Sunday, July 10, 2011

Stalled by Speedway Traffic

If you’re thinking about going to next year’s NASCAR race at the Kentucky Speedway, then you ought to be leaving right about now. That’s the lesson I learned yesterday as I crawled in traffic for more than four hours.

Sure, the racing was good for the inaugural race at Kentucky … at least for the half I saw. The track looked great, too.

But getting there was a nightmare.

I know for an event like this that you better leave early and expect to park far away and walk a lot. But Kentucky Speedway obviously has problems other tracks don’t. For starters, it simply doesn’t have enough roads or parking lots. That problem won’t be solved overnight, but other problems can be fixed through better management.

Having been to many of these races all across the country, here are a few of the random thoughts that occurred to me between four-wheeling through gullies and dodging wayward canines … and a lot of waiting.

· Lack of direction. I never saw anyone directing traffic anywhere until I was almost directly upon the track. By then, it was too little, too late. Far before that, people began fending for themselves, leading to absolute confusion and chaos. To restore order, there should have been people along the route providing critical information, such as distance remaining to the track, lots, etc.

· Looking for a sign.
There was a lack of signs both inside and outside the track, making everything from finding a parking lot to finding your seat absolute guesswork. If I were track owner Bruton Smith, I would name the grandstands something other than “5C” and have them marked with big signs, like other venues.

· Capitalism in the countryside. One of the most frustrating things about getting to the track is there seemed to be fields everywhere suitable for parking, but unoccupied. For every track I’ve visited, “unsanctioned” lots are as important as the sanctioned ones. I’ve parked at churches, elementary schools, golf ranges and many front yards. Maybe the speedway’s neighbors didn’t realize how willing and how much people would pay to park in proximity to the track. To paraphrase President Reagan – the king of capitalism – “Mr. Landowner, Open up Those Fields!”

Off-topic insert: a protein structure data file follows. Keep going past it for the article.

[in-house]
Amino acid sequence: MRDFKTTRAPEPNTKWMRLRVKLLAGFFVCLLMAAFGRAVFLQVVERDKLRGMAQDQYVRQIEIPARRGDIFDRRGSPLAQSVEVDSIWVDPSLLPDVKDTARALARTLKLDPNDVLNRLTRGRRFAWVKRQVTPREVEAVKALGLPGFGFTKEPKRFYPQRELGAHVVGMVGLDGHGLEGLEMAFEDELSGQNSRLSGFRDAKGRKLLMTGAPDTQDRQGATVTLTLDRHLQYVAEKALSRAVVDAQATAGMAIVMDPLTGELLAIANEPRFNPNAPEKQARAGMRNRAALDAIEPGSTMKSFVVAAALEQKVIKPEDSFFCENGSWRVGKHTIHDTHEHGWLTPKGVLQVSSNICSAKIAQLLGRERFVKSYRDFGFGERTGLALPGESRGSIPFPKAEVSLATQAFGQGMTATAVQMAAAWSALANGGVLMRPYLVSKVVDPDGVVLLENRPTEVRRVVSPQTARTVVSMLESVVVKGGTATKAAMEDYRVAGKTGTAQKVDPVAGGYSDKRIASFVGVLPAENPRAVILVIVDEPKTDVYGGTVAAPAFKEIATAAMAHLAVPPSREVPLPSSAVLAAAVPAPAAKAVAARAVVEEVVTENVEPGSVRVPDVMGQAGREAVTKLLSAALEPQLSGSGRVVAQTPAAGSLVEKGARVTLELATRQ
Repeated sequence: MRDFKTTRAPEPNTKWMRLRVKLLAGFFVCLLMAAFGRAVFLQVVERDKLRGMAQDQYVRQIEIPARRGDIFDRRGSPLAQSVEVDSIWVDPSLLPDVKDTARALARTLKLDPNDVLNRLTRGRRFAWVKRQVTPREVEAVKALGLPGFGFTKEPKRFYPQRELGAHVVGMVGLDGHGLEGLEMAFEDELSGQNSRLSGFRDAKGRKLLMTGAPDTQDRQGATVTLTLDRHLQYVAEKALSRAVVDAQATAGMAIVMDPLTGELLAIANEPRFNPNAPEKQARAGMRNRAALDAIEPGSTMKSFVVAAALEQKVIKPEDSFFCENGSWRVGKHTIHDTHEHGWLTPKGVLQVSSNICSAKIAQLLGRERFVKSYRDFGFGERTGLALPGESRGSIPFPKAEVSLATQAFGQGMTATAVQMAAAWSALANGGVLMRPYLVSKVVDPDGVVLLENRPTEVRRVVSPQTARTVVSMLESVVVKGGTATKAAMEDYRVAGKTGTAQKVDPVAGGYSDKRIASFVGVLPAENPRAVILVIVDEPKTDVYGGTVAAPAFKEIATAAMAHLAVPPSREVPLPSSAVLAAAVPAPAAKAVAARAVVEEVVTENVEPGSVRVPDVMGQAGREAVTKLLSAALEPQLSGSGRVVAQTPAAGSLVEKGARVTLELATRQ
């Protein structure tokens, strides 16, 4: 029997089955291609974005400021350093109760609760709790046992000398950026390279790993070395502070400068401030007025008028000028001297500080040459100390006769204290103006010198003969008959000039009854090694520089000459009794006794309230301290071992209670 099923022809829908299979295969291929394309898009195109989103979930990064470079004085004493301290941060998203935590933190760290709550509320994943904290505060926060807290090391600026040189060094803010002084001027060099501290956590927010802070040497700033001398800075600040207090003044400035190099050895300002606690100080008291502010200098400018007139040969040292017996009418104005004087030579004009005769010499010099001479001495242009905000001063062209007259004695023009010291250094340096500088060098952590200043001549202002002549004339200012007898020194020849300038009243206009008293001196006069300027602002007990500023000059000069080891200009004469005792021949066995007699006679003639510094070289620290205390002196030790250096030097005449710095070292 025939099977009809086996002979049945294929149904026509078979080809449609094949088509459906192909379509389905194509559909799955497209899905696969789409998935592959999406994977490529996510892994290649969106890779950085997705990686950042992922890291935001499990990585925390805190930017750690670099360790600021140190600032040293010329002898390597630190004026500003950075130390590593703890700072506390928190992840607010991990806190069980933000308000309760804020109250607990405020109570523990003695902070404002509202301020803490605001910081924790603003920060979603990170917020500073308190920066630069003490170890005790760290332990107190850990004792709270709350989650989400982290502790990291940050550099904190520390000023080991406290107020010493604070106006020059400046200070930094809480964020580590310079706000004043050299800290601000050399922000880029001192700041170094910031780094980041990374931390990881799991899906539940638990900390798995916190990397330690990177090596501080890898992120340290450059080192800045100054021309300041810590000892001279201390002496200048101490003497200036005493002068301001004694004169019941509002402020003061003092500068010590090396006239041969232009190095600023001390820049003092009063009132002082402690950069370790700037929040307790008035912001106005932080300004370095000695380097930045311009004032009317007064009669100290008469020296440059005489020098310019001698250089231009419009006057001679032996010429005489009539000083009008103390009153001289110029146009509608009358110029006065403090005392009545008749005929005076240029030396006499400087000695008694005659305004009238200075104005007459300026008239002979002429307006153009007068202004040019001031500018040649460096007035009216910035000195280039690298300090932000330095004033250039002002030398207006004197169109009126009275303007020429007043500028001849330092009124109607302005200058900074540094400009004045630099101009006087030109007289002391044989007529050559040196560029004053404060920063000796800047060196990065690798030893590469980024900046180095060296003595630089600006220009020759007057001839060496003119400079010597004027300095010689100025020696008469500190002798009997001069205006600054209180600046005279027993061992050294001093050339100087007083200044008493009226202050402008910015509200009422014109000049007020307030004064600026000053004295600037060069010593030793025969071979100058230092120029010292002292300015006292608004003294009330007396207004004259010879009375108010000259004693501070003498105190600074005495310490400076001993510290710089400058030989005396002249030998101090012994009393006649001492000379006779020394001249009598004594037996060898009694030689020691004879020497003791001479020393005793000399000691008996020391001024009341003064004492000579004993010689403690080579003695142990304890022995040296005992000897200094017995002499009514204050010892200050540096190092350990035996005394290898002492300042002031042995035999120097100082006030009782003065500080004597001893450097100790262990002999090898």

· There’s bound to be another way.
Actually, there is. Lanes coming from the speedway were deserted. They should have been converted to one way before and after the race, like they do in Darlington. Some people did this anyway, driving the wrong way in the emergency lanes. I’m far too law-abiding for that, even though the likelihood of getting caught would have been nil (see my first point).

I will tip my hat, however, to the many shuttles to and from the track. If not for them, I wouldn’t have seen any of the race. And I did see enough to know that Kyle Busch won. He negotiated the traffic far better than I could.

No comments: